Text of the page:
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FLP LLC v. Wolf

United States District Court, D. Arizona

October 19, 2017

FLP, LLC, an Arizona limited liabili company, Plaintiff,
v.
Kimberly Wolf, an individual, Defendant.

          ORDER

          David G. Campbell United States District Judge

         Defendant Kimberly Wolf moves to dismiss Plaintiff FLP, LLC's second and third claims, and part of Plaintiff's first claim pursuant to Rule 12(b)(6). Doc. 17. FLP opposes the motion and, in the alternative, requests leave to amend. Doc. 23. The motion is fully briefed (Docs. 23, 24) and neither party has requested oral argument. For reasons that follow, the Court will grant the motion and grant FLP leave to amend.

         I. Background.

         For purposes of ruling on the motion, Plaintiff's factual allegations must be accepted as true. Ashcroft v. Iqbal, 556 U.S. 662, 678 (2009). FLP is in the business of selling household goods to retail and wholesale customers under a variety of trademarked names, including “Live It” and “Livit” (collectively, the “Marks”). Doc. 1 at 2, 4. The Marks “have come to be recognized around the world by the consuming public as being associated with fine household products, ” and FLP has “considerable profits to expect due to the sale of” products containing the Marks. Id. at 3, ¶¶ 2, 9. Wolf, as owner and manager of a competing company, Liv-IT! LLC, has advertised and sold wholesale household products containing the Marks. Id. at 4, ¶ 14. This has resulted in “confusing and misleading representations to the effect that Wolf is somehow affiliated” with the Marks. Id. ¶ 15. Wolf's use of the Marks allegedly constitutes “willful, wanton and callous disregard” of FLP's rights. Id. ¶ 17. Wolf's conduct has resulted in harm to the public and harm to FLP in the form of lessened competition between FLP and Wolf, lost profits, and “reduced prospective business advantages.” Id. at 4-5, ¶¶ 18, 22.[1]

         Based on these allegations, FLP asserts three claims against Wolf: violation of the Lanham Act, injurious falsehood, and interference with prospective advantage. Id. at 5-16. Wolf moves to dismiss the injurious falsehood and interference claims and the request for punitive damages under the Lanham Act. Doc. 17.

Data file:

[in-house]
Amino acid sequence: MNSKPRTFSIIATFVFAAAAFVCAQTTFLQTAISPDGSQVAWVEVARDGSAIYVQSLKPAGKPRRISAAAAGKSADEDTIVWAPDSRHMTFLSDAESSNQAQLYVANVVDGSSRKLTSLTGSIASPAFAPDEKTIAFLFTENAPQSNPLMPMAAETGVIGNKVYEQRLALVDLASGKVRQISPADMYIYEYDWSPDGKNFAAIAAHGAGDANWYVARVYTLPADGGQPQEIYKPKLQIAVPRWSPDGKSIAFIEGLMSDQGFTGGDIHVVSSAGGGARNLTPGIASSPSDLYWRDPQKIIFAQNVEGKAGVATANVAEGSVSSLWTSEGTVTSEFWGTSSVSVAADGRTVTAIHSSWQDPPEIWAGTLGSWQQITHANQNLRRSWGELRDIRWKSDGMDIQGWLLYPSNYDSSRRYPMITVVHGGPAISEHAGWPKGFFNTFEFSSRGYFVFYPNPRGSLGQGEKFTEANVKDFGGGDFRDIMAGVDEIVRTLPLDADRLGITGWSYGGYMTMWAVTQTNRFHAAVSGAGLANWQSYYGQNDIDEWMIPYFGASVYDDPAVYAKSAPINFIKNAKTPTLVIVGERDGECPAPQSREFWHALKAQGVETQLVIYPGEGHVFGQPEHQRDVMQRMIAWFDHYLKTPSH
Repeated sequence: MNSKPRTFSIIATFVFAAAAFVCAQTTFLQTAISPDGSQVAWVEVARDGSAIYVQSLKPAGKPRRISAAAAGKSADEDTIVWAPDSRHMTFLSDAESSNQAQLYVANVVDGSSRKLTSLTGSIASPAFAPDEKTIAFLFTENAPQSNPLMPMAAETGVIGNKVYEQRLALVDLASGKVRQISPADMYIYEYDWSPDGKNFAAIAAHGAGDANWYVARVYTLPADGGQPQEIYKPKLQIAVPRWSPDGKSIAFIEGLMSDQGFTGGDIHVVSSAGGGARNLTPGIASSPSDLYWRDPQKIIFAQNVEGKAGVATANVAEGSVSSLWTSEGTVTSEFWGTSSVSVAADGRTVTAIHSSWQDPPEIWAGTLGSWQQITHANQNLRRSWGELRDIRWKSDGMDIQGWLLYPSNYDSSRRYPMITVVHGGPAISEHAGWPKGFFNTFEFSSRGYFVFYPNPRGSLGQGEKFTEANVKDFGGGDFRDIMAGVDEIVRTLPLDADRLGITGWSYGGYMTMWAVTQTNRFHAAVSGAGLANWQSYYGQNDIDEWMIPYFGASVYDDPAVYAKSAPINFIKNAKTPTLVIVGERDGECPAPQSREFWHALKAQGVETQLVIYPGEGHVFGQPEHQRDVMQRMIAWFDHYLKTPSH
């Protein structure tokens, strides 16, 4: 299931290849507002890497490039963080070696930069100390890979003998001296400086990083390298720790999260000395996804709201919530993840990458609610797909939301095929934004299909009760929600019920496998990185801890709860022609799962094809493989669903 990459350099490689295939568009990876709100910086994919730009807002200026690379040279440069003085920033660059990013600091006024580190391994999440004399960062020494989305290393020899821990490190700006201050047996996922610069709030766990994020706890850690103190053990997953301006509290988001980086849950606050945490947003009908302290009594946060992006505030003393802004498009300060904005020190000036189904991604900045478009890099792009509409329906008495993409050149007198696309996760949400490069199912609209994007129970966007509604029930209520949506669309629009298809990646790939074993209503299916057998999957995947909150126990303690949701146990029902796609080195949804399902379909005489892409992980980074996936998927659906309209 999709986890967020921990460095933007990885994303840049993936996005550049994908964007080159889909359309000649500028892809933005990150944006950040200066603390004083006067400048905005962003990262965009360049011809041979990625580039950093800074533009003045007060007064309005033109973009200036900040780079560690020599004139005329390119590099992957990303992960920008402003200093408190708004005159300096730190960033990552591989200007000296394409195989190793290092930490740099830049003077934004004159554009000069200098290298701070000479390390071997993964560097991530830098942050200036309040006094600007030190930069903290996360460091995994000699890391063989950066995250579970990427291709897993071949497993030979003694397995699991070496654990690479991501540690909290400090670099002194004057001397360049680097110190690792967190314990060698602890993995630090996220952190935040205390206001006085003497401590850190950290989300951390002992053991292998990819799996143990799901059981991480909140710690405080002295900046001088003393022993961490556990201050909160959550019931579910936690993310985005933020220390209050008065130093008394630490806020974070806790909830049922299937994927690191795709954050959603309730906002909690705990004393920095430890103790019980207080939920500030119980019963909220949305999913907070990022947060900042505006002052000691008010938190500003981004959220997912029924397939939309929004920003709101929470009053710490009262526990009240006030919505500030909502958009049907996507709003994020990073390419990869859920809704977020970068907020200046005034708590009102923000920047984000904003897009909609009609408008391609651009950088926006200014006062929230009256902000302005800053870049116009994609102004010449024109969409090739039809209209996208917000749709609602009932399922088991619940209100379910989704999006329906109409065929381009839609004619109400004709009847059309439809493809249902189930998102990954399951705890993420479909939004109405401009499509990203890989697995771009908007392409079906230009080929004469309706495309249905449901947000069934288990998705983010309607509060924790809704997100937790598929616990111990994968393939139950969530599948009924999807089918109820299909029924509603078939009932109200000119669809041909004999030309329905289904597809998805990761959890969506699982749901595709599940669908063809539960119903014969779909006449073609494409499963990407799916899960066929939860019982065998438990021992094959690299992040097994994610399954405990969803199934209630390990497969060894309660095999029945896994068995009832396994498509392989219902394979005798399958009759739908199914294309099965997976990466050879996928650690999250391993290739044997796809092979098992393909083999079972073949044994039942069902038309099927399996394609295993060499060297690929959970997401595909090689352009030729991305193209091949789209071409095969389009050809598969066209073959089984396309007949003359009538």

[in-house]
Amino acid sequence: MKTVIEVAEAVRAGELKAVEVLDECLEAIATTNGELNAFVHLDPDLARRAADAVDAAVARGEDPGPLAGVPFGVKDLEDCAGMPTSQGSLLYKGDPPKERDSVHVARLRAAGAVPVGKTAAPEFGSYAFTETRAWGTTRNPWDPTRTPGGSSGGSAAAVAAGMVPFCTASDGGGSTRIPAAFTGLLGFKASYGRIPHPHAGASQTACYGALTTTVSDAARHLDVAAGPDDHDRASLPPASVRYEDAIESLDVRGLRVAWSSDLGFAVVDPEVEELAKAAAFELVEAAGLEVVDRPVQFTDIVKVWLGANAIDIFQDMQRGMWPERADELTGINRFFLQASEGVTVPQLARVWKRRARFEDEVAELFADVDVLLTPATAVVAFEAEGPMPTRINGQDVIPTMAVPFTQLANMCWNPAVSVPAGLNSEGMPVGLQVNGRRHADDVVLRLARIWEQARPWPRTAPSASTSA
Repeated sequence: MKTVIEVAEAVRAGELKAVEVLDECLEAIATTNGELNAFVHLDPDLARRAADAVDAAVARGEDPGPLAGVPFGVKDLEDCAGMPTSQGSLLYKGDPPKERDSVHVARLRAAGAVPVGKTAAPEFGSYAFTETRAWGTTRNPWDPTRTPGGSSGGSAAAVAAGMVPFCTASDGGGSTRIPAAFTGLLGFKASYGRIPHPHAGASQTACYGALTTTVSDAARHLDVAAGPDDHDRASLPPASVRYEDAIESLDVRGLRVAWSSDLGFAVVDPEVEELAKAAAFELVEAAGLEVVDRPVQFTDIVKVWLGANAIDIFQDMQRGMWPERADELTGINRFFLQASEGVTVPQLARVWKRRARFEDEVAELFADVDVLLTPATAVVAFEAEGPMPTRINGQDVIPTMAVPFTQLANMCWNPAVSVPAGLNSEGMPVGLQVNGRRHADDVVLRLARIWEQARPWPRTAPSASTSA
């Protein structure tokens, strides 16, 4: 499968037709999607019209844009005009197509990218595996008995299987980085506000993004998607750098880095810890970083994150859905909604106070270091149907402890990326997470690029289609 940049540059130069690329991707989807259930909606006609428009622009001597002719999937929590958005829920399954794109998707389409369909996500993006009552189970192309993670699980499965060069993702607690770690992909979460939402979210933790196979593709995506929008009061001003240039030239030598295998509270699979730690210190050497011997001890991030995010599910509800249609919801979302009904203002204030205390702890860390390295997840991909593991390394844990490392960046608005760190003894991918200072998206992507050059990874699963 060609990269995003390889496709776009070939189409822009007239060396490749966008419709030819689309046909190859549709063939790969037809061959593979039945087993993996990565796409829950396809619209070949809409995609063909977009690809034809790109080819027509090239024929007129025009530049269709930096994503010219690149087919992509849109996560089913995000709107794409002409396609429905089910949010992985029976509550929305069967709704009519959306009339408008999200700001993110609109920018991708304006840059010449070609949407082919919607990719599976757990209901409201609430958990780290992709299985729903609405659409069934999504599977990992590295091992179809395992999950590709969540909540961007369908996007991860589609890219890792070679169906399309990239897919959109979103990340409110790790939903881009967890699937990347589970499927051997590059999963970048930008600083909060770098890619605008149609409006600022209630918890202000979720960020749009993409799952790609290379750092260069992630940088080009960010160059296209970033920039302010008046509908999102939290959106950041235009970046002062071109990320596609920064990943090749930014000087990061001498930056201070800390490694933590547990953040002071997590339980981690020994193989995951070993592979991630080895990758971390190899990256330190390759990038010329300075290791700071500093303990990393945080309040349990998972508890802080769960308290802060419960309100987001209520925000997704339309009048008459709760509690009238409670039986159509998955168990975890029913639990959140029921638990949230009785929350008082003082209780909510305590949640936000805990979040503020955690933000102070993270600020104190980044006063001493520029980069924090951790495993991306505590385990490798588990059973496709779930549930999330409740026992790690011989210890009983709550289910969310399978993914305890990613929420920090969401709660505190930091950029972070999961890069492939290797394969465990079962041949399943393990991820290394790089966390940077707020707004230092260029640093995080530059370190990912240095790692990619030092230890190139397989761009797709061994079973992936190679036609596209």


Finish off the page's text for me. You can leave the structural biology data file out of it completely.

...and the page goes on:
II. Legal Standard.

         A successful motion to dismiss under Rule 12(b)(6) must show either that the complaint lacks a cognizable legal theory or fails to allege facts sufficient to support its theory. Balistreri v. Pacifica Police Dep't, 901 F.2d 696, 699 (9th Cir. 1990). A complaint that sets forth a cognizable legal theory will survive a motion to dismiss as long as it contains “sufficient factual matter, accepted as true, to ‘state a claim to relief that is plausible on its face.'” Ashcroft v. Iqbal, 556 U.S. 662, 678 (2009) (citing Bell Atl. Corp. v. Twombly, 550 U.S. 544, 570 (2007)). A claim has facial plausibility when “the plaintiff pleads factual content that allows the court to draw the reasonable inference that the defendant is liable for the misconduct alleged.” Iqbal, 556 U.S. at 678 (citing Twombly, 550 U.S. at 556). “The plausibility standard is not akin to a ‘probability requirement, ' but it asks for more than a sheer possibility that a defendant has acted unlawfully.” Id. / / /

         III. Analysis.

         A. Exhibits Attached to Plaintiff's Response.

         FLP's response includes a number of factual exhibits intended to support its injurious falsehood and interference with prospective advantage claims. Doc. 23-1. Wolf objects to these exhibits. Doc. 24 at 11. The Court's focus in ruling on a motion to dismiss under Rule 12(b)(6) is on the face of the complaint. The Court will not consider these factual matters and convert the motion to one for summary judgment.

         B. Punitive Damages Under the Lanham Act.

         The complaint seeks “exemplary and punitive damages” under the Lanham Act. Doc. 1 at 8, ¶ 5. Citing Duncan v. Stuetzle, 76 F.3d 1480, 1490 (9th Cir. 1996), Wolf argues that punitive damages are not available under the Lanham Act. Doc. 17 at 14. FLP responds that its allegation refers to treble damages, which are available under 15 U.S.C. § 1117(b). Doc. 23 at 16. But that section applies to cases brought under § 1114(1)(a) or 36 U.S.C. § 220506. The complaint does not allege a violation of either of those sections. See Doc. 1 at 5 (alleging a violation of 15 U.S.C. § 1125(a)). To the extent the complaint requests punitive or treble damages for the alleged violation of 15 U.S.C. § 1125(a), it will be dismissed.

         C. Injurious Falsehood.

         A claim for injurious falsehood requires: (1) publication of a false statement harmful to another's interests, (2) intent or knowledge that the publication will result in harm, (3) knowledge that the statement is false or in reckless disregard of the truth, and (4) resulting pecuniary loss. Restatement (Second) of Torts § 623A; Gee v. Pima Cty., 612 P.2d 1079, 1079 (Ariz.Ct.App. 1980). Wolf argues that FLP has not identified a specific statement that she made regarding ...


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